Hassan - this is precisely what we meant by some features being “at risk”

(Discussion on how to work it without setting persistence)

Mark - if want interop need to specify

Ted - go back to Alison, way was experimented was using cwnd as initial cwnd and could be different algorithm and can experiment with ways to generate hint and I like that more than just taking a snapshot.

hassan - then leave as implementation detail

Roberto - we messed it up & implemented your idea, the data was useless as do not have enough ways to segment out data. You need persistence for this, it doesn’t have to be general settings persistence but has to be what server told you before or you can’t run successful experiments.

Mark - Roberto you’re proposing we make setting persistence spefici to this?

Roberto - acceptable for purpose of experimentation but more work

Mike - I have another idea, I hear the argument - same as a year ago. lot of experimentation that hanse’t been described but I’m pretty sure per results that will come will be mediocre, no evidence it will be a win, would like to help team move faster. only way to do that is to start pulling these hairs out and we need to starting killing stuff. So lets take this out and let the google guys experiment and if it is beneficial we can put it back in.

Dan - could do on server based on IP address

Roberto - No

Mark - Doesn’t work at yahoo/Google scale

Mark - We have very short amount of time between now & berlin, berlin is opportunity to have this discussion with TSV, we have a lot of work to get to place we can implement for interop so lots of work over next 2 months. Who is going to implement what we’re doing and be able o include cwnd experiments in implementation

Will - need to understand concerns, e.g. will it make it faster, doe sTSV think it is wrong. If don’t know concerns then don’t know what data/metric we need

Alison - might be pressure because have meeting in berlin but there are a few other things TSV people want to talk about like windows being reduced. So don’t need the discussion in berlin on the proviso that data is being gathered. This looks a but like a transport protocols to be honest. Point is just panning we have to talk about this again in Vancouver rather than Berlin is fine.

Mark - Thats i skinned of where I’m going. have compressed schedule, should’t pile on more unless folks are desperate to do something right now.

Action Item: Cut cwnd from spec & setting persistence with knowledge we can add it back later as experiment.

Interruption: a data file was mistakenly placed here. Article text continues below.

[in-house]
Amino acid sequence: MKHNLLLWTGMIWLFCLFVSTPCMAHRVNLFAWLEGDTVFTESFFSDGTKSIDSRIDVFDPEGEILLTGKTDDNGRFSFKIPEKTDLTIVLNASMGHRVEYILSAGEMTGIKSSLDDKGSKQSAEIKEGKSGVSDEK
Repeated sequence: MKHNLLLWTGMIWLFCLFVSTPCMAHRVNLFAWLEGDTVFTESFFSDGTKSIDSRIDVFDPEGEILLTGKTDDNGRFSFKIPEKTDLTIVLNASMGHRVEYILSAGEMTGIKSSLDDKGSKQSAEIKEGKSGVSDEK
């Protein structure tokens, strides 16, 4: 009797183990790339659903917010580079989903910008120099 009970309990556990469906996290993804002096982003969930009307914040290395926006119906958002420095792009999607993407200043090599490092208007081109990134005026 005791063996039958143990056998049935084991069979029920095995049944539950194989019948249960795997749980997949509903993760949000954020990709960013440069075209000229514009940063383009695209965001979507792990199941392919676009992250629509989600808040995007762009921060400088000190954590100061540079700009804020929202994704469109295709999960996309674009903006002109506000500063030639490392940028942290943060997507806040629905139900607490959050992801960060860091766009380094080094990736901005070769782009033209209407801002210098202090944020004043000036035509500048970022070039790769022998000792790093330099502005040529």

Alison - If want to keep could put in separate internet-draft?

Mark - we will take out & other things may happen.

Roberto - been contentious, one path I’ve gone down is can always put it in a cookie or some header and I’ve been hesitant to do so as I think it should be visible and using cookie (which is probably encrypted) destroys that visibility

Mark - Going to take out, if someone brings data & proposal that shows gain to add it back in we can do that.

Roberto - I will raise bloody hell until we have something that let’s me deal with artifacts

Mark - bloody hell noted Sir!

James - pull request I have adds a comeback error code for GOAWAY.

TCP Exclusivity

Martin - draft says HTTP2 runs over TCP and I think that is right thing. Doesn’t stop people layering on other things but not our focus.

Mark - yes can ignore for time being, relies on outcome of layering Task Force

Ted - when people done similar things in past would you consider them separate to HTTP or implementation reports?

Mike - way went with TC is folks wrote separate spec.

Ted - Basically still writing as if someone can replace the transport without deeply tying to TCP constructs. In some way like idea that don’t write that it must be on top of TCP.

Jeff - reliable in order.

Mark - need to write spec so it is easier to write for other transports but when negotiate for HTTP that will map to TCP & TCP only and have a different mapping it is a different ken.

Ted - if put in spec, this one or Eliot’s it needs to be somewhere.

Barry - way to approach in spec is “requirements on transport protocol are..” and “this document defines HTTP over TCP”

Alison - have to think whether write it differently if had protocol that was very good at delivering out of order.

Mark - Right.

Mark - tension if want to factor out & make it possible for anything that is huge task that is likely to fail.

Ben - Why not do nothing, layering separation gives us utility in HTTPbis and if folks want other transports they can do that themselves we don’t need to do that work for them,

Barry - would like something in protocol doc to give people hint at what they need to consider

Mark - if was having for 1.1 document would have an appendix “considerations if writing this sort of extension/ampping”

Barry - think it more as things we thought about

Mark - don’t want to have to write justification for everything

Alison - Ted is there utility in such an appendix?

Ted - potentially valuable but framing/layering discussion has surfaced you’re doing two things at once- changing underlying layer to HTP semantics and some HTP semantics 1.1 to 2.0 trabsistion allows you to consider to have different semantics

Mark - only in constrained ways

Ted - making sure which ones you’re doing is a key part of the spec.

Mark - Of course

Mark - Don’t disagree question why we need to talk about this right now?

Ted - if simplest is to write a consideration for other transports section in appendix/other draft let do that to take it off critical path.

Gabriel - ….. if we’re charted for over TCP let’s do that and should not be on critical path

Mark - have language on this in charter so can short-circuit discussion -

Action Item: Ted will write some text

Mike - every word we put in we have to review etc if we don’t need the words let’s take it,

Jefff’s Issue

Jeff- would lit to move zeroing out length to HTTP layer not framing layer so I can tunnel TLS etc.

General agreement that is fine.


Issues List Review

Germany Meetings

Implementation and Testing

Future interim Meetings